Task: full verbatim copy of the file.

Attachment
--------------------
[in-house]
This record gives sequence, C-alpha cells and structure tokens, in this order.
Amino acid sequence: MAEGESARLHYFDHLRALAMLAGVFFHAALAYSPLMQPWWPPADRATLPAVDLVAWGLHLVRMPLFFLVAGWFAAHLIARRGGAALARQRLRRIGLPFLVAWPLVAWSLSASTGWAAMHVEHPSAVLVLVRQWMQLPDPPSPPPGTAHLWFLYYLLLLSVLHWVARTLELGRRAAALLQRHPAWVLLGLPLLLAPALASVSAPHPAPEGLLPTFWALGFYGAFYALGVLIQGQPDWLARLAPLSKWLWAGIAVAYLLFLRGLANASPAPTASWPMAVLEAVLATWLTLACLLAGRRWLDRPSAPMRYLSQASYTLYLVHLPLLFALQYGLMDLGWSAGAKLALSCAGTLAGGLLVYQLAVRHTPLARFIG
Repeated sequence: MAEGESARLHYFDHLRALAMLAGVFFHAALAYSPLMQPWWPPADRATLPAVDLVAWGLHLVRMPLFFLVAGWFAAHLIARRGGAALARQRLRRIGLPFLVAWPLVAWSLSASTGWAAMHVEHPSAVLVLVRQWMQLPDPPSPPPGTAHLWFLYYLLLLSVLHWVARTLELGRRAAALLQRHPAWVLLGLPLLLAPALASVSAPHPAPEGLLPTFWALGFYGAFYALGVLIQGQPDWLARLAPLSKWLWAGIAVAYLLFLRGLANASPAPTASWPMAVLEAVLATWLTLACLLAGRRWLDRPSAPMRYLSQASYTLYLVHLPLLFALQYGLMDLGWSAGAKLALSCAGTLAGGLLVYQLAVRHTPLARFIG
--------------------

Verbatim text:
[in-house]
This record gives sequence, C-alpha cells and structure tokens, in this order.
Amino acid sequence: MAEGESARLHYFDHLRALAMLAGVFFHAALAYSPLMQPWWPPADRATLPAVDLVAWGLHLVRMPLFFLVAGWFAAHLIARRGGAALARQRLRRIGLPFLVAWPLVAWSLSASTGWAAMHVEHPSAVLVLVRQWMQLPDPPSPPPGTAHLWFLYYLLLLSVLHWVARTLELGRRAAALLQRHPAWVLLGLPLLLAPALASVSAPHPAPEGLLPTFWALGFYGAFYALGVLIQGQPDWLARLAPLSKWLWAGIAVAYLLFLRGLANASPAPTASWPMAVLEAVLATWLTLACLLAGRRWLDRPSAPMRYLSQASYTLYLVHLPLLFALQYGLMDLGWSAGAKLALSCAGTLAGGLLVYQLAVRHTPLARFIG
Repeated sequence: MAEGESARLHYFDHLRALAMLAGVFFHAALAYSPLMQPWWPPADRATLPAVDLVAWGLHLVRMPLFFLVAGWFAAHLIARRGGAALARQRLRRIGLPFLVAWPLVAWSLSASTGWAAMHVEHPSAVLVLVRQWMQLPDPPSPPPGTAHLWFLYYLLLLSVLHWVARTLELGRRAAALLQRHPAWVLLGLPLLLAPALASVSAPHPAPEGLLPTFWALGFYGAFYALGVLIQGQPDWLARLAPLSKWLWAGIAVAYLLFLRGLANASPAPTASWPMAVLEAVLATWLTLACLLAGRRWLDRPSAPMRYLSQASYTLYLVHLPLLFALQYGLMDLGWSAGAKLALSCAGTLAGGLLVYQLAVRHTPLARFIG